This was supposed to be just an in and out for resupply but I actually hitched in last night as I had an issue with an ear infection and decided to come into town to a hospital and get it taken care of. Stayed the night at the local motel (bob the owner was awesome and took care of is, picking me and el presidente up at the hospital. All is fine and i've got aome antibiotic drops to put in my ear for the next week.

Next up... The sierras and big climbs, big snow and big fun! A zero at Kennedy meadows awaits. Sorry about the lack of pictures, there hasn't Been a good place to put pics up, but hopefully i get a chance to do That within the next couple weeks.

Trail has been great, until next post -Barrel Roll

Tuesday, June 15, 2010

Just past Hwy 58. In the official Sierra Nevadas. 15 miles til water. All is well

Monday, June 14, 2010

Greetings from Tahachapi

Hi All-

Greetings from Tahachapi, CA. We have stopped overnight to enjoy a
jacuzzi, do some laundry, and fill up on good food. Also in town, we
were tricked into stopping at a scrap booking store where the
over-zealous and crafty shop owner Kathi gave us a 15 minute
demonstration on some of the great craft tricks. I think we
disappointed her with our cards and am pretty sure she would kill
Ginny with a umbrella shaped hole puncher if she found out that Ginny
used an unclean red stamp on the baby blue ink...enough craft
rambling, the past couple weeks have been a crazy ride. Don't have
enough time to explain all right now but will jot a few highlights and
will definitely elaborate in person when I get back and will post
pictures as soon as I can.

Not gonna lie, day one was rough. Felt pretty good hiking up the
first hill in the morning. It was definitely hard but each new corner
revealed an unbelievable view and awesome new plants. Also, a slew of
gecko friends which constantly scampered across the trail in front of
me kept me company. Things took a turn for the worse half way up the
second hill. We were suppose to summit the hill by noon and take a
break to avoid the 100+ degree heat. However, with an uncomfortably
heavy and ill-fitting pack and embarrassingly low endurance left me
only half way up by 1pm. Not able to summit fast enough and broken
down by the pain of the pack, Ginny carried both my pack and hers up
the hill (Thanks Ginny!) and we regrouped at my first water cache that
was decorated with flamingos and blow up monkeys. Also, we found nice
chairs and cold sodas waiting for us and spent the afternoon cooling
in the shade with some other hikers. Good news is that since then,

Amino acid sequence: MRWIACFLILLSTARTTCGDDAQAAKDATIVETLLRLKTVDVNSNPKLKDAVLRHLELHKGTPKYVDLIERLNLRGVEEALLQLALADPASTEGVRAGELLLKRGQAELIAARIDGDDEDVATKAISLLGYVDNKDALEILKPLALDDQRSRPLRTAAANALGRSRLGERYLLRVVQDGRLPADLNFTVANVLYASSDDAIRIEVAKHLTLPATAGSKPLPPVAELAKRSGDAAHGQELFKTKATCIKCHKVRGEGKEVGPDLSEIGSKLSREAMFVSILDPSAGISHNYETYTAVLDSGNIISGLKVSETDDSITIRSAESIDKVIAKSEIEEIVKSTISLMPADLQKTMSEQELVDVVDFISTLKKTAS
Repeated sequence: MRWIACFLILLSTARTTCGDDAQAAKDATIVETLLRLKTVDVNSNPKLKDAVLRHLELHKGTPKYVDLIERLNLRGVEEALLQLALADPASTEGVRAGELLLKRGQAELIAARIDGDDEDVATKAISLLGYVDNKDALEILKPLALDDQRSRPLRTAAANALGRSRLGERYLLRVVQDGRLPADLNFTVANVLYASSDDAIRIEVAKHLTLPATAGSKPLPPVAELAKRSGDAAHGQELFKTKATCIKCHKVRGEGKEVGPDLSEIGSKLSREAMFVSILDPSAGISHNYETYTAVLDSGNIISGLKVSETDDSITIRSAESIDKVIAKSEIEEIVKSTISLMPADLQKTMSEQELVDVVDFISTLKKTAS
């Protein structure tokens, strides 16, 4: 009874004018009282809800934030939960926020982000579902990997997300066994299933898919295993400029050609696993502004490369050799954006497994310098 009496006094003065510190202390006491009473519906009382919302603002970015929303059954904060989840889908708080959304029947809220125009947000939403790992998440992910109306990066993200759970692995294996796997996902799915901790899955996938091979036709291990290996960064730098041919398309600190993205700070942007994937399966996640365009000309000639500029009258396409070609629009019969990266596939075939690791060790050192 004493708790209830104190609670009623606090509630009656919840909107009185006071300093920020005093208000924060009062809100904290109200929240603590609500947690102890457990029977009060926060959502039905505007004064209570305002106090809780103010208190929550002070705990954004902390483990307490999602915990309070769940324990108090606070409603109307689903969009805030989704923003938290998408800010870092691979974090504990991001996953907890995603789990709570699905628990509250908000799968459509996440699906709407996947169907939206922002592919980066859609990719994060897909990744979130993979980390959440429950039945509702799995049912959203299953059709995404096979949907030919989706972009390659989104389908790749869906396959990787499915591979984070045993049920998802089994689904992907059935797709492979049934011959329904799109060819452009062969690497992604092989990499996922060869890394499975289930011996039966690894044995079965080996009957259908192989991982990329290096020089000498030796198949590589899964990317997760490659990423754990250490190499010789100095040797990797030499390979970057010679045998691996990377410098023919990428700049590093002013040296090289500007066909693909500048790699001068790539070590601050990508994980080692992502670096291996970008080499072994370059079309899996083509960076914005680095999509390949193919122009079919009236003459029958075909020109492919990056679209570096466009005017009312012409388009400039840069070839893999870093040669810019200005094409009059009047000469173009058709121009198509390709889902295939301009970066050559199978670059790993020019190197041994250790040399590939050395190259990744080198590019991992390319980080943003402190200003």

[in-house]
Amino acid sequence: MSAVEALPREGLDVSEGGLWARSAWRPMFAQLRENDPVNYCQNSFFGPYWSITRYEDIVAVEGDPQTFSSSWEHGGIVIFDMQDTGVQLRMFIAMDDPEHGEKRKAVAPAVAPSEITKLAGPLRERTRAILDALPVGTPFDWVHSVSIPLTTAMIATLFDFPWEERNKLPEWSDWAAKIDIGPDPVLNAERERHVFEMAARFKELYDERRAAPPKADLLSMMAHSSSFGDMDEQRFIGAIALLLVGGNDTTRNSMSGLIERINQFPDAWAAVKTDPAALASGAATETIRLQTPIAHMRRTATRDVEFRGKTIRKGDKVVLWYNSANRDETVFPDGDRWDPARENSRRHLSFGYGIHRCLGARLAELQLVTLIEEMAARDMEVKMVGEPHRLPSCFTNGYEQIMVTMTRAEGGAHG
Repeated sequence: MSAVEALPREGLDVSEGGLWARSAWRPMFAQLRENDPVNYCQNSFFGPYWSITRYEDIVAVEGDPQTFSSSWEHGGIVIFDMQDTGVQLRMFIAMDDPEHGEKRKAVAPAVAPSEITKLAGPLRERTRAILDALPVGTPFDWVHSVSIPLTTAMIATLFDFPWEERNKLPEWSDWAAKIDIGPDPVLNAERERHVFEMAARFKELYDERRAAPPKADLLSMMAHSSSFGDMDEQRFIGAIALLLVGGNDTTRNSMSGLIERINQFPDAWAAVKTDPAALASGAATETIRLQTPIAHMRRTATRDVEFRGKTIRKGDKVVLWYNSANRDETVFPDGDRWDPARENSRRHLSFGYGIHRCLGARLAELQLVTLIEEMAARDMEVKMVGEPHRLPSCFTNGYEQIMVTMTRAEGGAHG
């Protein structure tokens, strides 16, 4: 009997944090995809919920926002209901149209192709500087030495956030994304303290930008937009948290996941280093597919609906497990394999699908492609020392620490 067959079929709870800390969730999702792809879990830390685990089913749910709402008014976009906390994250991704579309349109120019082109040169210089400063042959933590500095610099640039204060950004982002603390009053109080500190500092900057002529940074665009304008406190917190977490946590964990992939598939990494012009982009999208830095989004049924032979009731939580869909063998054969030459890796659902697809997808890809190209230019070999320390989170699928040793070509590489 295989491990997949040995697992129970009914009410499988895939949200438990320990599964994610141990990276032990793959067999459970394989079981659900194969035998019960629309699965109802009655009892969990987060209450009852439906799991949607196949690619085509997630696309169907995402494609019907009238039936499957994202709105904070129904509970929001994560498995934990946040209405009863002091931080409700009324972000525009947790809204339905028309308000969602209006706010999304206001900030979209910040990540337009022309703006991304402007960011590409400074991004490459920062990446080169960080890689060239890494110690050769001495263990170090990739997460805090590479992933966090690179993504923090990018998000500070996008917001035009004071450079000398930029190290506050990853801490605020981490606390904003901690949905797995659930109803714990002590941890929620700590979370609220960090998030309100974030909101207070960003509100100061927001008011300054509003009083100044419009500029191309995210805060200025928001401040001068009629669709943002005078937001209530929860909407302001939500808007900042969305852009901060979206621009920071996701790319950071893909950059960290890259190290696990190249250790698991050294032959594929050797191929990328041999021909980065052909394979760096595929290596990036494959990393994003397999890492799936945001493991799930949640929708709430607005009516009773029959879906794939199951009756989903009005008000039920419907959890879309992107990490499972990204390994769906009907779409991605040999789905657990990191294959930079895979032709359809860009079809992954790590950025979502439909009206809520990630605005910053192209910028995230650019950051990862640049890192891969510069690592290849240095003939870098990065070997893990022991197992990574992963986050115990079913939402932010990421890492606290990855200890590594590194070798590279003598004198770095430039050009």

endurance has been building and I got a new Emily-pack which works
like a charm. Also, eliminated a few non-essentials as I spent most
of that second hill thinking of everything I could remove from the
bag- goodbye soap, Yahtzee, extra meals, "town-clothes," eye-liner,
large glass bottle of franks hot sauce, etc.

Stopped at the Casa de Luna hostel (or hippie daycare) where we were
greeted with applause from the hikers hanging out on the couches in the
front yard. Before we could chat, we were instructed that we must
immediately join a tour and that there would be no socializing until
the tour ended. A neighbor of the house gave us a very detailed
tour of the property- pointing out the magical manzanita forest were
we were promised the best sleep of our life and Narnia which could
bring strength but also came with a promise of hawk attacks for all
who wore beards...we casually passed by a man smoking through a scuba
suit on the back lawn (did not partake) but decided to tent there -
still not quite sure if I am ready for magical manzanita or Narnia.
As the tour ended, we were handed cold beers, Hawaiian shirts, and
escorted to an unlimited taco bar. Thank you Casa de Luna! Also, in
the morning, you get as many tacos as beers you drank the previous
night. We left early but I am sure many hikers dove into plates of

Next few days rocked as Mr. Kevin Lee slacked packed us (met us with his car, snacks, and beverages every few miles and kept our packs in his car) during a reroute due to fire. We also hiked with the incredible Fireweed- one of the first female hot shots and fire ranger for Alaska. We hope to meet up with her again in OR. Pictures to come of Vasquez Rocks- the setting for many a western film.